It’s surprising that Montville, a town which has one of the highest numbers of tourists in the state, thanks to Mohegan Sun, is lacking a welcome center, also known as a tourist information center.
Many years ago, I remember as a kid stopping in with my Dad at the old Mobil Mart at the Montville rest stop off I-395 and seeing a kiosk at the back of the store that displayed information about area attractions and even printed out directions.
I found it quite interesting as I’ve always been a curious person.
Granted the atmosphere was not welcoming but it served its purpose.
Later, the kiosk suddenly disappeared and a large Connecticut map was displayed with “You Are Here” written in ink and highlighted on a cork board in the narrow hallway to the restrooms, which was even less welcoming.
Now with a renovated service plaza, one might assume the trend would be reversed and possibly a welcoming tourist information center could be incorporated.
No such luck in a town where so many who visit wish Lady Luck would help them win a jackpot or gain the winning hand.
The new plaza doesn’t even have a tacked up state map.
While some might think tourist information facilities are only near state borders or are outdated in the age of GPS technology, that’s not the case here in Connecticut.
The remodeled service plazas on I-95 in Milford and Route 15 in North Haven have 5-foot-tall I-Pad-like kiosks that provide information about restaurants, shops, hotels, community events, church fairs, and more.
Roughly ten exits south of the Massachusetts border, the southbound Plainfield Service Plaza has an informational kiosk just like the ones in Milford and North Haven.
In fact, the Ionescu Technologies website states that “upcoming locations” for the kiosks will be in all service plazas on I-395, including Montville, I-95, and Route 15.
However, Wayland Benbow, the Director of Leasing for Project Service, the contractor responsible for renovating the state’s service plazas, admitted in May 2012 to Patch that the rollout is based on where it is “economically viable”.
It’s safe to say the kiosk was not deemed economically viable at the Montville rest stop since it was never installed, but hopefully that can be revisited.
Additionally, the Southeastern Council of Governments , Greater Mystic Visitor’s Bureau , Eastern Connecticut Chamber of Commerce , or the Connecticut Department of Culture and Tourism should step up to the plate and setup an attractive portable trailer as a welcome center with staff that could help travelers.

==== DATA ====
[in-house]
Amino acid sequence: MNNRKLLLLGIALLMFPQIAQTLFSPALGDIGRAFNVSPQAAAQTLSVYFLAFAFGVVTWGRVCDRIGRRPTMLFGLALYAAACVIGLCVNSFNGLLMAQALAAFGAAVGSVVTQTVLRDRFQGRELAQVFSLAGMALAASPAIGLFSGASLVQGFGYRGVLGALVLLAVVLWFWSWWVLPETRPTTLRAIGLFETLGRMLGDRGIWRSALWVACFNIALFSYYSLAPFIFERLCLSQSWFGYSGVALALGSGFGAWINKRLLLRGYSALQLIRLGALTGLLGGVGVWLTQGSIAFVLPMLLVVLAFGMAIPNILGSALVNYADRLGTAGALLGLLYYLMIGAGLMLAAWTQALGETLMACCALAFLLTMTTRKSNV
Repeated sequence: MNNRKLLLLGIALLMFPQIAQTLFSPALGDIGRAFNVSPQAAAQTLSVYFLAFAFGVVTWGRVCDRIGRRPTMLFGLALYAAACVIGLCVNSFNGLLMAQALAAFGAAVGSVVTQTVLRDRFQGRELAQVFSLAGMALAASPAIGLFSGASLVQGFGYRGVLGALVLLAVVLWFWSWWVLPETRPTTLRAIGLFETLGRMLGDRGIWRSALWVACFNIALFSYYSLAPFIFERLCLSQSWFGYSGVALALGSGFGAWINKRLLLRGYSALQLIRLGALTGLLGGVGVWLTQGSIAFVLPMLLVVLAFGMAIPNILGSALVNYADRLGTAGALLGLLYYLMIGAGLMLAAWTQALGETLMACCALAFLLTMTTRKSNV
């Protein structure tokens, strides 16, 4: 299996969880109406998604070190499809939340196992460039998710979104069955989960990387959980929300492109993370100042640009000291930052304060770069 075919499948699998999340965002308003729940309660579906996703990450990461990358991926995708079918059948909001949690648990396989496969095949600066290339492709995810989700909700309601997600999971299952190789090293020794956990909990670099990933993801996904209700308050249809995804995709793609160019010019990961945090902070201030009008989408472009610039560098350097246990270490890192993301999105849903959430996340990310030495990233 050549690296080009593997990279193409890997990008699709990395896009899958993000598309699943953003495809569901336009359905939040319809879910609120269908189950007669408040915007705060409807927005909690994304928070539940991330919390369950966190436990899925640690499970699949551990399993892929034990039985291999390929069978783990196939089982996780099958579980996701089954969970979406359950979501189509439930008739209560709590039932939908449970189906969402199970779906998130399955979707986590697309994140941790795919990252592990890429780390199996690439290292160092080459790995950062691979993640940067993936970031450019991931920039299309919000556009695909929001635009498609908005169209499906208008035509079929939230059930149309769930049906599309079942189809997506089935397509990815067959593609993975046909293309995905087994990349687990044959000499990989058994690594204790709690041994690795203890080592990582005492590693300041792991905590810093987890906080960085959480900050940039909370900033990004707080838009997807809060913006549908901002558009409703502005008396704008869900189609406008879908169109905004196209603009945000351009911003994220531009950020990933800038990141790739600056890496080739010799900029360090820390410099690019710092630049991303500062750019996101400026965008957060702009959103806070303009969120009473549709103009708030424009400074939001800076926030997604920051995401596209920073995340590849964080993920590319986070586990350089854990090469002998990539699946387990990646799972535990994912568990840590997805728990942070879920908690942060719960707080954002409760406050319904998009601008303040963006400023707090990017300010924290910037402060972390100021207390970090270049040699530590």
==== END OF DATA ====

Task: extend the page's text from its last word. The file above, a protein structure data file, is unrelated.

The trailer could be located in the auto parking lot before the service plaza building with large signs that would welcome visitors.
While the plaza is just south of The Last Green Valley , an attractive display could give travelers a reason to turn around and head north.
The Connecticut Department of Culture and Tourism has a good reputation of operating staffed welcome centers including those in Greenwich on Route 15, Darien and Westbrook on I-95 North, North Stonington on I-95 South, Danbury on I-84 East, and West Willington on I-84 West.
According to the Connecticut Rest Area and Service Plaza Study , such welcome centers “give travelers a sample of what Connecticut and the region has to offer and encourage people to visit tourist destinations and patronize local businesses. Welcome centers are often visitors’ initial contact with the state, providing both a first impression and a lasting image.”
The study specifically proposed a welcome center at the Montville plaza but did not propose them for plazas in Milford and North Haven.
These tourist information services could be used by travelers leaving the casinos from Route 2A and traveling on I-395 South towards Waterford and I-95 South toward New Haven.
Roughly 24,710 vehicles traveled this portion of I-395 in 2005, according to the study, which also stated there is a 37.9% projected increase in traffic for the year 2020.
Since there are already tourism information centers in Westbrook, North Stonington, and Plainfield, it would bridge a gap that currently exists in Eastern Connecticut.
Let’s give tourists plenty of reasons to stop and smell the roses in southeastern Connecticut so they can help invest in the future of the various businesses and organizations that call the region home.